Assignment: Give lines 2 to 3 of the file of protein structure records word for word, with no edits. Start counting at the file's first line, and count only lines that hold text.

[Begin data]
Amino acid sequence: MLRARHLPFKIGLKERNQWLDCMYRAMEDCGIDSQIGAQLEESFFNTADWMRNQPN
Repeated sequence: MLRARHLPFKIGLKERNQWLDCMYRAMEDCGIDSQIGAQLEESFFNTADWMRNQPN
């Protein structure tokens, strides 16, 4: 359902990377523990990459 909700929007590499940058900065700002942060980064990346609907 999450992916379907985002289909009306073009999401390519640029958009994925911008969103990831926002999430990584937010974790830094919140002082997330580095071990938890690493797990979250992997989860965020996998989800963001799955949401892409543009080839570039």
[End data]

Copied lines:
Repeated sequence: MLRARHLPFKIGLKERNQWLDCMYRAMEDCGIDSQIGAQLEESFFNTADWMRNQPN
């Protein structure tokens, strides 16, 4: 359902990377523990990459 909700929007590499940058900065700002942060980064990346609907 999450992916379907985002289909009306073009999401390519640029958009994925911008969103990831926002999430990584937010974790830094919140002082997330580095071990938890690493797990979250992997989860965020996998989800963001799955949401892409543009080839570039």